A Closing Refrain: Reflections at a Graduation
"If education is restricted or becomes the exclusive province of
the few, then education will cease to be a leveling or enabling
force. It will become an instrument of power in its worst sense:
power over others. Education for the few will lead to authori-
tarianism as well as to the exclusion and the marginalization of
those who are different or lack privilege."
-Arturo Madrid, "Less Is Not More ... in the Case of Education,"
Brooklyn College commencement address, 4 June
1997·
i.
On 4 June
1997,
at its seventy-second commencement exer-
cises, my undergraduate alma mater, Brooklyn College (now a part of
the City University of New York), honored me with a Distinguished
Alumna Medal. As I sat on the dais and looked out at the assembled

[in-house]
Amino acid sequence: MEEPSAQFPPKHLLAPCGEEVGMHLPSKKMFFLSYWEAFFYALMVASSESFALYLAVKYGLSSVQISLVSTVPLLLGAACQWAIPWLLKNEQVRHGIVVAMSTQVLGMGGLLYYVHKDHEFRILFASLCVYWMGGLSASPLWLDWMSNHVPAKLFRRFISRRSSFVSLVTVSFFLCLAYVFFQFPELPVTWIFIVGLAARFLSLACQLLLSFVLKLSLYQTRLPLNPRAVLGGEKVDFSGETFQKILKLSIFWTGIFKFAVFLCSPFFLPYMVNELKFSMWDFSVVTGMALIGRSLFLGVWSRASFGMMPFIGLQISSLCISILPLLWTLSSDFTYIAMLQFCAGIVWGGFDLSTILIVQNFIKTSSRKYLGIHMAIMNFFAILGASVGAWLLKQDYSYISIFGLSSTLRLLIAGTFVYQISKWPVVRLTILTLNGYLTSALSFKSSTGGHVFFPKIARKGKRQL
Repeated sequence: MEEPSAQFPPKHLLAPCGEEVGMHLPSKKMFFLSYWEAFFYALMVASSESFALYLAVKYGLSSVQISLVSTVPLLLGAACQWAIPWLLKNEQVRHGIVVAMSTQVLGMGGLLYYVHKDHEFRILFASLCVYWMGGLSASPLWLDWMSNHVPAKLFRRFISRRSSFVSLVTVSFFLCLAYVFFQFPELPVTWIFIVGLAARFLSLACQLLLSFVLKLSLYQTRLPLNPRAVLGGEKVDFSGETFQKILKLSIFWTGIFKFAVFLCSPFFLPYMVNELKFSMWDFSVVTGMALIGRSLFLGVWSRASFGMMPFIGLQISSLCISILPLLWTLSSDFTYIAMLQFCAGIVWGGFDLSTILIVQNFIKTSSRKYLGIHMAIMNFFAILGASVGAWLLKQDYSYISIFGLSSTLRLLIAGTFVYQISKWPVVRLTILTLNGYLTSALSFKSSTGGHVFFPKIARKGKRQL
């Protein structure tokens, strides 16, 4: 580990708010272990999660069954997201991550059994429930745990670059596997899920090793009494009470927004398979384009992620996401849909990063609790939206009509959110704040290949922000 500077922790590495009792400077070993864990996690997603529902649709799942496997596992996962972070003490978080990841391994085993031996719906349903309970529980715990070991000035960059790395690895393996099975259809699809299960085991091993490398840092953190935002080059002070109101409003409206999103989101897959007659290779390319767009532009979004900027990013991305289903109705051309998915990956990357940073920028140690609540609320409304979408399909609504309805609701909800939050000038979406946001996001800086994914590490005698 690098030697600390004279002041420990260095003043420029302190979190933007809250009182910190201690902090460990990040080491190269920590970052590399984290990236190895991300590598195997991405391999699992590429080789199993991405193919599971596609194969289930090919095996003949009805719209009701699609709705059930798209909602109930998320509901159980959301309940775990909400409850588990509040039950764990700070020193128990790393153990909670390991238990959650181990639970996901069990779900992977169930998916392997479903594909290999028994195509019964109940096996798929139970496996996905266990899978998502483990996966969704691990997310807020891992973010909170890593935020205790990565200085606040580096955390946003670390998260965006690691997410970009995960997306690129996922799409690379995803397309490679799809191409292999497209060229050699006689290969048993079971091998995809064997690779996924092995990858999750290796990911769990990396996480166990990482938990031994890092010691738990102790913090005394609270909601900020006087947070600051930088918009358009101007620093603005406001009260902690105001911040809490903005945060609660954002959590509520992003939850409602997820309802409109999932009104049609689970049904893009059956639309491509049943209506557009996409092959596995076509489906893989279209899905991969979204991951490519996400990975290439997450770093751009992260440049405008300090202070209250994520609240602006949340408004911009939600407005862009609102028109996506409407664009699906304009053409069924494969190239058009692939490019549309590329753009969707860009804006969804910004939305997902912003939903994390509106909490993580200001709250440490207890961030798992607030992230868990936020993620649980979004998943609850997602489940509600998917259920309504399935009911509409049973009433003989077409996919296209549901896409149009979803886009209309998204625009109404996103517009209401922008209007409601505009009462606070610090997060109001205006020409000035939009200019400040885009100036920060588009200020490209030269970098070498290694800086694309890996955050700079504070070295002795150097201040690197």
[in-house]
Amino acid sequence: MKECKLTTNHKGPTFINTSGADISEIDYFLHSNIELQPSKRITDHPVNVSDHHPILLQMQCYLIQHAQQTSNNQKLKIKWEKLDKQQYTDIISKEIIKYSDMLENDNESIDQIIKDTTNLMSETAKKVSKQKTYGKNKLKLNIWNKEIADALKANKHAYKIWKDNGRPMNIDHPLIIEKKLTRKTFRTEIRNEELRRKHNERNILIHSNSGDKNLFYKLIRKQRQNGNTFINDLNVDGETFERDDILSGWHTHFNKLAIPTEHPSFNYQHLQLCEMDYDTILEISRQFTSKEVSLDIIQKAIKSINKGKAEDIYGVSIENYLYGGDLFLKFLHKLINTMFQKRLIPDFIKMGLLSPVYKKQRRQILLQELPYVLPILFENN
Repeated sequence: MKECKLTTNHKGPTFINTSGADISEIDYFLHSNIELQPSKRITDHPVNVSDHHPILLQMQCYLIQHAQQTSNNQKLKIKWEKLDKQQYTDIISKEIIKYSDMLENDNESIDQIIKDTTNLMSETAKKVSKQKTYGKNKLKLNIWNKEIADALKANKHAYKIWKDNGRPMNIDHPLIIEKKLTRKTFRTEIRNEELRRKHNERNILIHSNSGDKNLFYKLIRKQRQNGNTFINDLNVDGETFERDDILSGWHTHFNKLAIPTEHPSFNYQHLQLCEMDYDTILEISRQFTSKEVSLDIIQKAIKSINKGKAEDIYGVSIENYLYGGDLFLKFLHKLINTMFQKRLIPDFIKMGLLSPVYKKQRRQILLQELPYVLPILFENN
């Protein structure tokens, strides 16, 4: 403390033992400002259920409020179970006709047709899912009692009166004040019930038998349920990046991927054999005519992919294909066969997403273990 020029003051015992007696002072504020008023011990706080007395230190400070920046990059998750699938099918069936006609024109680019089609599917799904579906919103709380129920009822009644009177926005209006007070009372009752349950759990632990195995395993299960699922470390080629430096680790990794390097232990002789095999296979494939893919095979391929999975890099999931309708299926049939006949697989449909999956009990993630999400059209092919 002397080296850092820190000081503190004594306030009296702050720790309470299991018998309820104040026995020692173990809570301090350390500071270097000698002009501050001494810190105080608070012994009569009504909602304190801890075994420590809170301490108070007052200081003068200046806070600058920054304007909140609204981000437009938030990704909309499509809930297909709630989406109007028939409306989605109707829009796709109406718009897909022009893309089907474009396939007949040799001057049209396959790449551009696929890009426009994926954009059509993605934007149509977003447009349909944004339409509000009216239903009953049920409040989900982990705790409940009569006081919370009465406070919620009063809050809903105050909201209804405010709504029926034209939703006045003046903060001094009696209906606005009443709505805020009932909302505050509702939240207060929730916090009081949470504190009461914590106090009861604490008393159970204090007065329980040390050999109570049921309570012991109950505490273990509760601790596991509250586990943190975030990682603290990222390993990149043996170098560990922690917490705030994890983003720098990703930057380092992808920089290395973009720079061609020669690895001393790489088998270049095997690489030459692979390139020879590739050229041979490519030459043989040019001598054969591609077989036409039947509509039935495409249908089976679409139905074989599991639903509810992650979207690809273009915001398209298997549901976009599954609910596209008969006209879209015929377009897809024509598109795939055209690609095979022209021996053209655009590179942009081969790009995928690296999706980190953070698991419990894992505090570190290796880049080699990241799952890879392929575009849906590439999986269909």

graduates and their guests, I remembered my own graduation on
another sunny afternoon in this same tree-lined quadrangle thirty-
five years before. Much had changed in the intervening decades, but
one thing had not. The campus itself had changed remarkably, now
crowded with more buildings to accommodate a larger student body.
And the students themselves were more boisterous than my own
graduating class. These students enthusiastically cheered the faculty
who marched in the academic procession; they applauded and shouted
their approval of various speakers' remarks; and, in marked contrast to
the polite seriousness with which the class of
1962
greeted the confer-
ring of degrees, the class of
1997
shouted with unabashed glee and let
go helium balloons that floated out over Boylan and Ingersoll Halls.
What had not changed was who these students were. To be sure,
the Brooklyn College class of
1997
was not, like the class of
1962,
overwhelmingly white and predominantly Jewish. Instead, these new
graduates were far more racially and ethnically diverse. Here were chil-
dren of immigrants from the Middle East, Russia, and the Caribbean,
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